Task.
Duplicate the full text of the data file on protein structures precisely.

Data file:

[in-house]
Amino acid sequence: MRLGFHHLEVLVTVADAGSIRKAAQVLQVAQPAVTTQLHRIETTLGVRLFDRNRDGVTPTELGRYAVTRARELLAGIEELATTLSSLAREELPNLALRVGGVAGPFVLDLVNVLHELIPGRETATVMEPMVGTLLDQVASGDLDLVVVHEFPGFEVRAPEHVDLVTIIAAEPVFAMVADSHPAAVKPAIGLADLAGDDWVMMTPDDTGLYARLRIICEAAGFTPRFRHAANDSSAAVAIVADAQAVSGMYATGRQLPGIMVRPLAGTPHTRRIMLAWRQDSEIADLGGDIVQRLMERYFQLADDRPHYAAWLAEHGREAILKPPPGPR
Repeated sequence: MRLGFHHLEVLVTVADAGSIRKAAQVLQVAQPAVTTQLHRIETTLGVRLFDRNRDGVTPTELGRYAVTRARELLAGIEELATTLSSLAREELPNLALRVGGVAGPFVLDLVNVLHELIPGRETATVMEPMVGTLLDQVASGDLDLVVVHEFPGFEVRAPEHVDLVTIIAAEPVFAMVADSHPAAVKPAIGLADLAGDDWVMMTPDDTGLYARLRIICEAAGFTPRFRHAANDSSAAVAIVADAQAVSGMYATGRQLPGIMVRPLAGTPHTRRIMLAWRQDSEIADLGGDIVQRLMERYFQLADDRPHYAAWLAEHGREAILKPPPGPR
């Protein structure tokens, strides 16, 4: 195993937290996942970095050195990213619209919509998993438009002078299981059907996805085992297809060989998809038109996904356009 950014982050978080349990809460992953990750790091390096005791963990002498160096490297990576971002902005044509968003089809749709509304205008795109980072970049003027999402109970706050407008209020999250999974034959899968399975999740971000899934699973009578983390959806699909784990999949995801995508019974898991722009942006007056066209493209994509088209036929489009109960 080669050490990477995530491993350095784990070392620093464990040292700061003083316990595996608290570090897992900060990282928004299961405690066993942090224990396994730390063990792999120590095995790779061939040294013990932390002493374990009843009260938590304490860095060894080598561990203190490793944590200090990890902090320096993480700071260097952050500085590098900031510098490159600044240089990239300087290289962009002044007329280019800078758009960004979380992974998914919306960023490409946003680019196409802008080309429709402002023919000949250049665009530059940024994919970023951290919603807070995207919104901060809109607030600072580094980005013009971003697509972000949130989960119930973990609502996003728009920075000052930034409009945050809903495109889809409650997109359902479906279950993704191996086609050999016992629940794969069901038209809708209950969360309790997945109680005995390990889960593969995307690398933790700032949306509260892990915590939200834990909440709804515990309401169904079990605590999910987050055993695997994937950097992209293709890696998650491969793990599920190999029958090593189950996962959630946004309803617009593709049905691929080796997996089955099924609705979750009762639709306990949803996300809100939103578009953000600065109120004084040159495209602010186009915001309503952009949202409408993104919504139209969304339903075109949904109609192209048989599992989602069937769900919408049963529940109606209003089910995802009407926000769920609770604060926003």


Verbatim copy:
[in-house]
Amino acid sequence: MRLGFHHLEVLVTVADAGSIRKAAQVLQVAQPAVTTQLHRIETTLGVRLFDRNRDGVTPTELGRYAVTRARELLAGIEELATTLSSLAREELPNLALRVGGVAGPFVLDLVNVLHELIPGRETATVMEPMVGTLLDQVASGDLDLVVVHEFPGFEVRAPEHVDLVTIIAAEPVFAMVADSHPAAVKPAIGLADLAGDDWVMMTPDDTGLYARLRIICEAAGFTPRFRHAANDSSAAVAIVADAQAVSGMYATGRQLPGIMVRPLAGTPHTRRIMLAWRQDSEIADLGGDIVQRLMERYFQLADDRPHYAAWLAEHGREAILKPPPGPR
Repeated sequence: MRLGFHHLEVLVTVADAGSIRKAAQVLQVAQPAVTTQLHRIETTLGVRLFDRNRDGVTPTELGRYAVTRARELLAGIEELATTLSSLAREELPNLALRVGGVAGPFVLDLVNVLHELIPGRETATVMEPMVGTLLDQVASGDLDLVVVHEFPGFEVRAPEHVDLVTIIAAEPVFAMVADSHPAAVKPAIGLADLAGDDWVMMTPDDTGLYARLRIICEAAGFTPRFRHAANDSSAAVAIVADAQAVSGMYATGRQLPGIMVRPLAGTPHTRRIMLAWRQDSEIADLGGDIVQRLMERYFQLADDRPHYAAWLAEHGREAILKPPPGPR
């Protein structure tokens, strides 16, 4: 195993937290996942970095050195990213619209919509998993438009002078299981059907996805085992297809060989998809038109996904356009 950014982050978080349990809460992953990750790091390096005791963990002498160096490297990576971002902005044509968003089809749709509304205008795109980072970049003027999402109970706050407008209020999250999974034959899968399975999740971000899934699973009578983390959806699909784990999949995801995508019974898991722009942006007056066209493209994509088209036929489009109960 080669050490990477995530491993350095784990070392620093464990040292700061003083316990595996608290570090897992900060990282928004299961405690066993942090224990396994730390063990792999120590095995790779061939040294013990932390002493374990009843009260938590304490860095060894080598561990203190490793944590200090990890902090320096993480700071260097952050500085590098900031510098490159600044240089990239300087290289962009002044007329280019800078758009960004979380992974998914919306960023490409946003680019196409802008080309429709402002023919000949250049665009530059940024994919970023951290919603807070995207919104901060809109607030600072580094980005013009971003697509972000949130989960119930973990609502996003728009920075000052930034409009945050809903495109889809409650997109359902479906279950993704191996086609050999016992629940794969069901038209809708209950969360309790997945109680005995390990889960593969995307690398933790700032949306509260892990915590939200834990909440709804515990309401169904079990605590999910987050055993695997994937950097992209293709890696998650491969793990599920190999029958090593189950996962959630946004309803617009593709049905691929080796997996089955099924609705979750009762639709306990949803996300809100939103578009953000600065109120004084040159495209602010186009915001309503952009949202409408993104919504139209969304339903075109949904109609192209048989599992989602069937769900919408049963529940109606209003089910995802009407926000769920609770604060926003």